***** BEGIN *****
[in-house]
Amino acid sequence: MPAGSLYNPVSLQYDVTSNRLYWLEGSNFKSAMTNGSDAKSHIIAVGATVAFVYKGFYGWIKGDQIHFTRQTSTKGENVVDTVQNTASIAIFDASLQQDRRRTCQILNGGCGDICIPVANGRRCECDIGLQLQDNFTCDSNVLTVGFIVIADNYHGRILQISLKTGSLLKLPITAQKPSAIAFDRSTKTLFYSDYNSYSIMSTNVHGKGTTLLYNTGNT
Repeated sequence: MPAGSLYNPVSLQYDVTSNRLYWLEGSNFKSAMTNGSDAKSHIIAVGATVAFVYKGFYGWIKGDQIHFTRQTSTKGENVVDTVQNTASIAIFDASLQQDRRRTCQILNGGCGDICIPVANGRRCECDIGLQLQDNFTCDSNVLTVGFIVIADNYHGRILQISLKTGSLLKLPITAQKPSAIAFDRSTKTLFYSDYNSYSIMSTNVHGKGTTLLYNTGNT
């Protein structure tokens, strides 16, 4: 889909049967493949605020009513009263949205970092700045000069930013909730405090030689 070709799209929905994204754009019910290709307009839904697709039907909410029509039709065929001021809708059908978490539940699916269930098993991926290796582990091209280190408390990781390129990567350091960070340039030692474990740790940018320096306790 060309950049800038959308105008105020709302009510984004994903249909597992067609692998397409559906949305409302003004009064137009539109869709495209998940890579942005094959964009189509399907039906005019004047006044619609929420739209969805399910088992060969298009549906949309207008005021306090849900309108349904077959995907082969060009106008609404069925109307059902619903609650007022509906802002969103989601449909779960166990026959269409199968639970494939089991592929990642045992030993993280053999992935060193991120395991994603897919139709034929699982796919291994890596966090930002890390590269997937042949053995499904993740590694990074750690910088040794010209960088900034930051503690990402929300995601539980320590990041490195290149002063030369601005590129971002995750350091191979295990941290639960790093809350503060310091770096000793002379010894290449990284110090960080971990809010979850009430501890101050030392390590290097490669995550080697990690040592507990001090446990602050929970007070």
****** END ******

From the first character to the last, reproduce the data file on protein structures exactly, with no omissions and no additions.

[in-house]
Amino acid sequence: MPAGSLYNPVSLQYDVTSNRLYWLEGSNFKSAMTNGSDAKSHIIAVGATVAFVYKGFYGWIKGDQIHFTRQTSTKGENVVDTVQNTASIAIFDASLQQDRRRTCQILNGGCGDICIPVANGRRCECDIGLQLQDNFTCDSNVLTVGFIVIADNYHGRILQISLKTGSLLKLPITAQKPSAIAFDRSTKTLFYSDYNSYSIMSTNVHGKGTTLLYNTGNT
Repeated sequence: MPAGSLYNPVSLQYDVTSNRLYWLEGSNFKSAMTNGSDAKSHIIAVGATVAFVYKGFYGWIKGDQIHFTRQTSTKGENVVDTVQNTASIAIFDASLQQDRRRTCQILNGGCGDICIPVANGRRCECDIGLQLQDNFTCDSNVLTVGFIVIADNYHGRILQISLKTGSLLKLPITAQKPSAIAFDRSTKTLFYSDYNSYSIMSTNVHGKGTTLLYNTGNT
């Protein structure tokens, strides 16, 4: 889909049967493949605020009513009263949205970092700045000069930013909730405090030689 070709799209929905994204754009019910290709307009839904697709039907909410029509039709065929001021809708059908978490539940699916269930098993991926290796582990091209280190408390990781390129990567350091960070340039030692474990740790940018320096306790 060309950049800038959308105008105020709302009510984004994903249909597992067609692998397409559906949305409302003004009064137009539109869709495209998940890579942005094959964009189509399907039906005019004047006044619609929420739209969805399910088992060969298009549906949309207008005021306090849900309108349904077959995907082969060009106008609404069925109307059902619903609650007022509906802002969103989601449909779960166990026959269409199968639970494939089991592929990642045992030993993280053999992935060193991120395991994603897919139709034929699982796919291994890596966090930002890390590269997937042949053995499904993740590694990074750690910088040794010209960088900034930051503690990402929300995601539980320590990041490195290149002063030369601005590129971002995750350091191979295990941290639960790093809350503060310091770096000793002379010894290449990284110090960080971990809010979850009430501890101050030392390590290097490669995550080697990690040592507990001090446990602050929970007070």